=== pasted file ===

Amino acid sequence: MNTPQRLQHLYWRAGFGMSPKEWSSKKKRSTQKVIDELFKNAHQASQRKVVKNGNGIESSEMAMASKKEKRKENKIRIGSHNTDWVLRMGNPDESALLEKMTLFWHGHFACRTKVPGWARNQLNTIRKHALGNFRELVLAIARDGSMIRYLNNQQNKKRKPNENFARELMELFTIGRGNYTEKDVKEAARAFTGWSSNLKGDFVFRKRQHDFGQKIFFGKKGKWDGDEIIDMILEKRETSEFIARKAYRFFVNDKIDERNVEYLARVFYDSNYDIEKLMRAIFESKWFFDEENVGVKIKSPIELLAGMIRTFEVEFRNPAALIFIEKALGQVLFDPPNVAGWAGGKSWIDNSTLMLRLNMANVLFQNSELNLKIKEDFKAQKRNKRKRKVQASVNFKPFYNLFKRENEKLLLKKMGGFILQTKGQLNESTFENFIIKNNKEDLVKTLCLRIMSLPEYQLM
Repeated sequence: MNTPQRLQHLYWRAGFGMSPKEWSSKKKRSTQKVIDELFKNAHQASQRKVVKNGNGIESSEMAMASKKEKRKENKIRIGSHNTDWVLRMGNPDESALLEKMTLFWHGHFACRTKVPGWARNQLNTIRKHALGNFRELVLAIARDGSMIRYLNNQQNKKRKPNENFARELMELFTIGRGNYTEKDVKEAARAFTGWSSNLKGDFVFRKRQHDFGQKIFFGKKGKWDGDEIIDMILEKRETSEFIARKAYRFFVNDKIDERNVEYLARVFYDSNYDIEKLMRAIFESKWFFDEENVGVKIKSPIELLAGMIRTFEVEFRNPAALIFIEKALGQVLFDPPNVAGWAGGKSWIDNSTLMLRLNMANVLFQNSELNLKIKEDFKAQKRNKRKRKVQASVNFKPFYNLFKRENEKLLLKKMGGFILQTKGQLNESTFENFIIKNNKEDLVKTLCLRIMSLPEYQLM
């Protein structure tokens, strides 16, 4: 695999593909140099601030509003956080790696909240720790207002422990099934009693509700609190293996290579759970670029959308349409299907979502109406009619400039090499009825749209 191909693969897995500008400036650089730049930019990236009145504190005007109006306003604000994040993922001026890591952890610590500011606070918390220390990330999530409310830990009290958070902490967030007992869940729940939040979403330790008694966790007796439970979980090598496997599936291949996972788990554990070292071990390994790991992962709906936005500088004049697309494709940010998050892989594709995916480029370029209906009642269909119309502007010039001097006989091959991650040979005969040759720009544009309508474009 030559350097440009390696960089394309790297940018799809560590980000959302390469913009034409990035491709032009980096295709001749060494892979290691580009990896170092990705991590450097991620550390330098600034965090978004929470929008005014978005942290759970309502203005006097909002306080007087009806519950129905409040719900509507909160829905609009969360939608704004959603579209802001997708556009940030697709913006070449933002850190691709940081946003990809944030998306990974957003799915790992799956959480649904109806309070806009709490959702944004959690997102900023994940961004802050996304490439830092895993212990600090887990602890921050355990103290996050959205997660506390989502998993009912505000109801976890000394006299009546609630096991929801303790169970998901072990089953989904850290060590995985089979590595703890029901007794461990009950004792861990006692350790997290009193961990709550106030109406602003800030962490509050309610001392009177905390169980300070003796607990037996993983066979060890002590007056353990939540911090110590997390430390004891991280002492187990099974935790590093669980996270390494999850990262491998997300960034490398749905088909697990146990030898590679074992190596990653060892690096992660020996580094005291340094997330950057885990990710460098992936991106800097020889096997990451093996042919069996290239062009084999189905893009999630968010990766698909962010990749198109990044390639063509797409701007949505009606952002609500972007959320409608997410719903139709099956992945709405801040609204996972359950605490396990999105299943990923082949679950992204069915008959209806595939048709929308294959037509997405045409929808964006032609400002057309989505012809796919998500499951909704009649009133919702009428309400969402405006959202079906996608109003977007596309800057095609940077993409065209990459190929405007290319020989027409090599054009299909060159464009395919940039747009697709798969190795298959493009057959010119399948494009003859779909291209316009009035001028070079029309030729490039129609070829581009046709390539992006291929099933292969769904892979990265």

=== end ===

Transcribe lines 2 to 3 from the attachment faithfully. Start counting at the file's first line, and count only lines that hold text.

Repeated sequence: MNTPQRLQHLYWRAGFGMSPKEWSSKKKRSTQKVIDELFKNAHQASQRKVVKNGNGIESSEMAMASKKEKRKENKIRIGSHNTDWVLRMGNPDESALLEKMTLFWHGHFACRTKVPGWARNQLNTIRKHALGNFRELVLAIARDGSMIRYLNNQQNKKRKPNENFARELMELFTIGRGNYTEKDVKEAARAFTGWSSNLKGDFVFRKRQHDFGQKIFFGKKGKWDGDEIIDMILEKRETSEFIARKAYRFFVNDKIDERNVEYLARVFYDSNYDIEKLMRAIFESKWFFDEENVGVKIKSPIELLAGMIRTFEVEFRNPAALIFIEKALGQVLFDPPNVAGWAGGKSWIDNSTLMLRLNMANVLFQNSELNLKIKEDFKAQKRNKRKRKVQASVNFKPFYNLFKRENEKLLLKKMGGFILQTKGQLNESTFENFIIKNNKEDLVKTLCLRIMSLPEYQLM
């Protein structure tokens, strides 16, 4: 695999593909140099601030509003956080790696909240720790207002422990099934009693509700609190293996290579759970670029959308349409299907979502109406009619400039090499009825749209 191909693969897995500008400036650089730049930019990236009145504190005007109006306003604000994040993922001026890591952890610590500011606070918390220390990330999530409310830990009290958070902490967030007992869940729940939040979403330790008694966790007796439970979980090598496997599936291949996972788990554990070292071990390994790991992962709906936005500088004049697309494709940010998050892989594709995916480029370029209906009642269909119309502007010039001097006989091959991650040979005969040759720009544009309508474009 030559350097440009390696960089394309790297940018799809560590980000959302390469913009034409990035491709032009980096295709001749060494892979290691580009990896170092990705991590450097991620550390330098600034965090978004929470929008005014978005942290759970309502203005006097909002306080007087009806519950129905409040719900509507909160829905609009969360939608704004959603579209802001997708556009940030697709913006070449933002850190691709940081946003990809944030998306990974957003799915790992799956959480649904109806309070806009709490959702944004959690997102900023994940961004802050996304490439830092895993212990600090887990602890921050355990103290996050959205997660506390989502998993009912505000109801976890000394006299009546609630096991929801303790169970998901072990089953989904850290060590995985089979590595703890029901007794461990009950004792861990006692350790997290009193961990709550106030109406602003800030962490509050309610001392009177905390169980300070003796607990037996993983066979060890002590007056353990939540911090110590997390430390004891991280002492187990099974935790590093669980996270390494999850990262491998997300960034490398749905088909697990146990030898590679074992190596990653060892690096992660020996580094005291340094997330950057885990990710460098992936991106800097020889096997990451093996042919069996290239062009084999189905893009999630968010990766698909962010990749198109990044390639063509797409701007949505009606952002609500972007959320409608997410719903139709099956992945709405801040609204996972359950605490396990999105299943990923082949679950992204069915008959209806595939048709929308294959037509997405045409929808964006032609400002057309989505012809796919998500499951909704009649009133919702009428309400969402405006959202079906996608109003977007596309800057095609940077993409065209990459190929405007290319020989027409090599054009299909060159464009395919940039747009697709798969190795298959493009057959010119399948494009003859779909291209316009009035001028070079029309030729490039129609070829581009046709390539992006291929099933292969769904892979990265």